For many years, Quinn, a red Golden Retriever, provided solace to the patients and brought joy to everyone at Randolph Health, in Asheboro, North Carolina.
However, this year, it was Quinn, himself, who required the same comfort and affection.
Six-year-old Quinn, who is a certified therapy dog and volunteer at Randolph Health, was diagnosed with a rare and aggressive type of lymphoma – a rapidly progressive cancer that affects the blood.
After completing the 12 rounds of chemotherapy, Quinn is now in remission!
His owner, Marsha Rogers, wanted to celebrate his victorious completion of treatments and honor his battle with cancer with a bell-ringing ceremony, just like humans do.
It was a memorable day for all present.
A Small, Yet Mighty Warrior
A couple of months ago, Quinn, who used to be a happy-go-lucky furry companion, started to act weird all of a sudden.
When he refused to eat for a week, Marsha knew there was something terribly wrong.
“I’ll never forget the day. My vet called and said, ‘Marsha, I hate to tell you this, but I really think Quinn has lymphoma,’” Marsha recalled to Fox News.
Fortunately, Marsha got pet insurance when Quinn was just a small puppy, having already experienced the loss of a dog due to cancer.
Shortly after his diagnosis, Quinn started his chemotherapy.
“If we had not done the chemo, he would be gone already. It’s like 6–8 weeks that he would have had,” Marsha said.
This furry companion has been positively impacting both cancer patients and the staff at Randolph Health ever since the therapy program was launched.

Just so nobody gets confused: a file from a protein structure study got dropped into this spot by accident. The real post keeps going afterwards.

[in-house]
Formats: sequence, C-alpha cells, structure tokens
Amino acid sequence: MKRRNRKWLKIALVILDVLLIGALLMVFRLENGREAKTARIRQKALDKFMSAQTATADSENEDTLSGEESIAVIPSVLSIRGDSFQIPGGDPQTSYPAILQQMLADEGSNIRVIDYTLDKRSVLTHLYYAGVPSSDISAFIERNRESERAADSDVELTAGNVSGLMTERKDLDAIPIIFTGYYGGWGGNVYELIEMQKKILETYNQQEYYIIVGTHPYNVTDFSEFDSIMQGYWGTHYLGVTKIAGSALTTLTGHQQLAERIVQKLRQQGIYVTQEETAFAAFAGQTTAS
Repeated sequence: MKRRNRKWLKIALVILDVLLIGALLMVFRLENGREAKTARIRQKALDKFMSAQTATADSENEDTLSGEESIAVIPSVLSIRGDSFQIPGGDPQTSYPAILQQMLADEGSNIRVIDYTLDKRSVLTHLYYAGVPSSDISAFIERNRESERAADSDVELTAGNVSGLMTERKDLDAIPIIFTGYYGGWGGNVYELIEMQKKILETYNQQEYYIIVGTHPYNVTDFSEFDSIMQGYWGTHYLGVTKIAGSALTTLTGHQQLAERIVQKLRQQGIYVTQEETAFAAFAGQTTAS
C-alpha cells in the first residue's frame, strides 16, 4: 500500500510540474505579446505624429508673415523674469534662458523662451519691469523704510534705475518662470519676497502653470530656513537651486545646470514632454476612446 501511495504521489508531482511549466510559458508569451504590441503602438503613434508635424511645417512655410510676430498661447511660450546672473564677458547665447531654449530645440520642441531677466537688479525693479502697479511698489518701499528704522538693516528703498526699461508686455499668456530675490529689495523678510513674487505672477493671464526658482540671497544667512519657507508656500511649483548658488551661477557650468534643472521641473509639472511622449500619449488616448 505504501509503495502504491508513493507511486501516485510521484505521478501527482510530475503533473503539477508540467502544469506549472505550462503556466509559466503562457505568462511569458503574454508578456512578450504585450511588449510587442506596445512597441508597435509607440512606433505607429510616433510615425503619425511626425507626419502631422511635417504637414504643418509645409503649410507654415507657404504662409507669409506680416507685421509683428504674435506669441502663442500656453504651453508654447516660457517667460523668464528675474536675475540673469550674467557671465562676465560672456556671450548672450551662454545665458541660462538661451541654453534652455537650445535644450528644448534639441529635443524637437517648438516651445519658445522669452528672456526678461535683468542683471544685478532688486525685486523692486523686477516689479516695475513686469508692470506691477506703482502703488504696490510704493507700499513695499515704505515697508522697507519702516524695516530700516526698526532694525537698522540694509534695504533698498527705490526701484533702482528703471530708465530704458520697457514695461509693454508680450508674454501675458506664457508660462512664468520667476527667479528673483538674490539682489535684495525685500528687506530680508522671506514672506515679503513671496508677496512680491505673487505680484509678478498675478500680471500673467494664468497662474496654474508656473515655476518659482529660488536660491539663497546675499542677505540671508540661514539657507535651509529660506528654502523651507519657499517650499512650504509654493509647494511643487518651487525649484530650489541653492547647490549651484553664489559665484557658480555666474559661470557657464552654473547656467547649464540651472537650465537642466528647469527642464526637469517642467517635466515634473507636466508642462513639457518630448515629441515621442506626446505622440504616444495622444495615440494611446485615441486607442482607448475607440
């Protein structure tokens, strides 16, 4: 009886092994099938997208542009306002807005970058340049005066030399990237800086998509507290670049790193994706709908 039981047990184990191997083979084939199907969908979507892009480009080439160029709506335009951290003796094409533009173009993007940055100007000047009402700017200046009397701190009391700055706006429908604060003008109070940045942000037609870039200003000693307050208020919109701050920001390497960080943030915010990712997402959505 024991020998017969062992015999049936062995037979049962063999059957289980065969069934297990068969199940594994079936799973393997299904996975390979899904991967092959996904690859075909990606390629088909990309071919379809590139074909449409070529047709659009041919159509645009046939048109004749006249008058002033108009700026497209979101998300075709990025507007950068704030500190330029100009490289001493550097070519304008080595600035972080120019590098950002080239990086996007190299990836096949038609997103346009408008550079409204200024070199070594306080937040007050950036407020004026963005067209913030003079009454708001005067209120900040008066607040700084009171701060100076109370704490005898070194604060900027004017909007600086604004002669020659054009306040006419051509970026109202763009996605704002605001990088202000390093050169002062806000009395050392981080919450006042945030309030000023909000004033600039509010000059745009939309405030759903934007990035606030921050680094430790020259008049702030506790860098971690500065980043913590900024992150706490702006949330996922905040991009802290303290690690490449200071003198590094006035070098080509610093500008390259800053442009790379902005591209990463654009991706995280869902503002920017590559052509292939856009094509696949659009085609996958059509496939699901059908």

Without him, the hospital would be a much sadder place.
PJ Richards, public relations director for Randolph Health, told Randolph Record: “Quinn offered staff so much comfort and love during an unimaginable time in history. Every staff member has been positively affected by Quinn’s calming and supportive presence and we love to spoil him with treats.”
So, when Quinn finally endured all his chemotherapy treatments, the hospital was eager to honor this furry warrior.
Quinn Rings The Bell
“I wanted him to be recognized for that. I wanted the love to return to him that he’d given out. I am nothing with Quinn. All I do is hold the leash and go in. He runs the show. Quinn knows every room to go in at the hospital,” Marsha told Fox News.
Once Quinn’s treatments were over, Patty Cox, a nursing director at Randolph Health, quickly organized a bell-ringing ceremony, and even crafted a custom wooden bell holder with Quinn’s name engraved on it.
When the day of celebration finally came and Quinn entered the private room full of people who loved him, there was not a single dry eye in the room.
“It’s impossible to describe through words or by pen the joy you have brought us and the comfort you have been. You came through our doors like a beacon of light. Your visits were timely and much needed too, no one was aware of the battle soon facing you. Lymphoma hit hard like a punch in the gut, but you fought like a true warrior and kicked cancer’s butt,” it was said in the speech by Randolph Health’s staff.
Quinn walked to the bell and proudly rang it like the true, unstoppable champion he is.
This magical day will forever be remembered.
“The sad thing is, lymphoma is not curable. It’s treatable, but it’s not curable. So each day, I’m thankful he’s still with me,” Marsha said.
Quinn, you are truly a hero, and I wish you many more cancer-free years. May your life be filled with only treats and smiles, you sweet boy.